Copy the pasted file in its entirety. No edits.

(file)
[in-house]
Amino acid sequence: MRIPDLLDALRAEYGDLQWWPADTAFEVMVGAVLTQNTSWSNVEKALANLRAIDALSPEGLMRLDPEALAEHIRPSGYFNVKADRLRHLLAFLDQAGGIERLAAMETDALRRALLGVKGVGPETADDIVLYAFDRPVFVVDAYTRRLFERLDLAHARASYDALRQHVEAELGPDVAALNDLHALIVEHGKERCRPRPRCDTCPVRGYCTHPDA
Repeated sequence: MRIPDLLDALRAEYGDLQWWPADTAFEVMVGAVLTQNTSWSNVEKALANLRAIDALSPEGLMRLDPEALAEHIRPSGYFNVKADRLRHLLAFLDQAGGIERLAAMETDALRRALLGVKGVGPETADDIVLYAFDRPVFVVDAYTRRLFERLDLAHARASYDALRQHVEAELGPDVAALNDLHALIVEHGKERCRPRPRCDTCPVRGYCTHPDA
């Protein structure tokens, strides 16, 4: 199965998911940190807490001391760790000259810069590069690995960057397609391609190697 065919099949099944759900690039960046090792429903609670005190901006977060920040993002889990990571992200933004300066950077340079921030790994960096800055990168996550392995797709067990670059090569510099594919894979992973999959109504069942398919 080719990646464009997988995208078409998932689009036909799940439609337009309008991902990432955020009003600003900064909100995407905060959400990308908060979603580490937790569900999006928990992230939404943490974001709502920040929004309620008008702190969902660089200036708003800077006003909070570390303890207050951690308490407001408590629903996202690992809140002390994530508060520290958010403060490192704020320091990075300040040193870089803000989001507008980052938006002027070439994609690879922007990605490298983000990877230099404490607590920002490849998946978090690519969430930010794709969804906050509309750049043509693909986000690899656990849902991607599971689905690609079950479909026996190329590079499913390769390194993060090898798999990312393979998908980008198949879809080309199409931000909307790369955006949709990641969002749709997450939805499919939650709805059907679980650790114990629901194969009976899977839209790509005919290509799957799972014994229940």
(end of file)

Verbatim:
[in-house]
Amino acid sequence: MRIPDLLDALRAEYGDLQWWPADTAFEVMVGAVLTQNTSWSNVEKALANLRAIDALSPEGLMRLDPEALAEHIRPSGYFNVKADRLRHLLAFLDQAGGIERLAAMETDALRRALLGVKGVGPETADDIVLYAFDRPVFVVDAYTRRLFERLDLAHARASYDALRQHVEAELGPDVAALNDLHALIVEHGKERCRPRPRCDTCPVRGYCTHPDA
Repeated sequence: MRIPDLLDALRAEYGDLQWWPADTAFEVMVGAVLTQNTSWSNVEKALANLRAIDALSPEGLMRLDPEALAEHIRPSGYFNVKADRLRHLLAFLDQAGGIERLAAMETDALRRALLGVKGVGPETADDIVLYAFDRPVFVVDAYTRRLFERLDLAHARASYDALRQHVEAELGPDVAALNDLHALIVEHGKERCRPRPRCDTCPVRGYCTHPDA
């Protein structure tokens, strides 16, 4: 199965998911940190807490001391760790000259810069590069690995960057397609391609190697 065919099949099944759900690039960046090792429903609670005190901006977060920040993002889990990571992200933004300066950077340079921030790994960096800055990168996550392995797709067990670059090569510099594919894979992973999959109504069942398919 080719990646464009997988995208078409998932689009036909799940439609337009309008991902990432955020009003600003900064909100995407905060959400990308908060979603580490937790569900999006928990992230939404943490974001709502920040929004309620008008702190969902660089200036708003800077006003909070570390303890207050951690308490407001408590629903996202690992809140002390994530508060520290958010403060490192704020320091990075300040040193870089803000989001507008980052938006002027070439994609690879922007990605490298983000990877230099404490607590920002490849998946978090690519969430930010794709969804906050509309750049043509693909986000690899656990849902991607599971689905690609079950479909026996190329590079499913390769390194993060090898798999990312393979998908980008198949879809080309199409931000909307790369955006949709990641969002749709997450939805499919939650709805059907679980650790114990629901194969009976899977839209790509005919290509799957799972014994229940």